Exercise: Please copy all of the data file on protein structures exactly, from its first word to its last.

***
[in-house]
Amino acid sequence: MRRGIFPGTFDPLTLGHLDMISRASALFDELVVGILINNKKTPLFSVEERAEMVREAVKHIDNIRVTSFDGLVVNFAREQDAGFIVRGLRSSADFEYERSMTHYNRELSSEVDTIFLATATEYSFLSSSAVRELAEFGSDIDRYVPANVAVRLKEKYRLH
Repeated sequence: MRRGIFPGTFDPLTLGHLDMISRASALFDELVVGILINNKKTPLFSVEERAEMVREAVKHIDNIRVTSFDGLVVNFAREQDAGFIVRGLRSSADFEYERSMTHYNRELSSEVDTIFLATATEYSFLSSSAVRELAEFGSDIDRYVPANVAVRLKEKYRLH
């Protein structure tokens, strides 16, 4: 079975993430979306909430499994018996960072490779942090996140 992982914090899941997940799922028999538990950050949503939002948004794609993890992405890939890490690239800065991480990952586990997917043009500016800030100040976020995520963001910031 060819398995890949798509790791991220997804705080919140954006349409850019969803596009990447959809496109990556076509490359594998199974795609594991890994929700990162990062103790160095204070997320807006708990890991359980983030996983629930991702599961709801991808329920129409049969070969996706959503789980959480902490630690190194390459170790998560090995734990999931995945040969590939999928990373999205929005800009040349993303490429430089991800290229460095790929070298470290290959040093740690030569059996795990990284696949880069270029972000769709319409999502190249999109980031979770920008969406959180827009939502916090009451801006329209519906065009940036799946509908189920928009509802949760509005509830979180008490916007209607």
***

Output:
[in-house]
Amino acid sequence: MRRGIFPGTFDPLTLGHLDMISRASALFDELVVGILINNKKTPLFSVEERAEMVREAVKHIDNIRVTSFDGLVVNFAREQDAGFIVRGLRSSADFEYERSMTHYNRELSSEVDTIFLATATEYSFLSSSAVRELAEFGSDIDRYVPANVAVRLKEKYRLH
Repeated sequence: MRRGIFPGTFDPLTLGHLDMISRASALFDELVVGILINNKKTPLFSVEERAEMVREAVKHIDNIRVTSFDGLVVNFAREQDAGFIVRGLRSSADFEYERSMTHYNRELSSEVDTIFLATATEYSFLSSSAVRELAEFGSDIDRYVPANVAVRLKEKYRLH
């Protein structure tokens, strides 16, 4: 079975993430979306909430499994018996960072490779942090996140 992982914090899941997940799922028999538990950050949503939002948004794609993890992405890939890490690239800065991480990952586990997917043009500016800030100040976020995520963001910031 060819398995890949798509790791991220997804705080919140954006349409850019969803596009990447959809496109990556076509490359594998199974795609594991890994929700990162990062103790160095204070997320807006708990890991359980983030996983629930991702599961709801991808329920129409049969070969996706959503789980959480902490630690190194390459170790998560090995734990999931995945040969590939999928990373999205929005800009040349993303490429430089991800290229460095790929070298470290290959040093740690030569059996795990990284696949880069270029972000769709319409999502190249999109980031979770920008969406959180827009939502916090009451801006329209519906065009940036799946509908189920928009509802949760509005509830979180008490916007209607």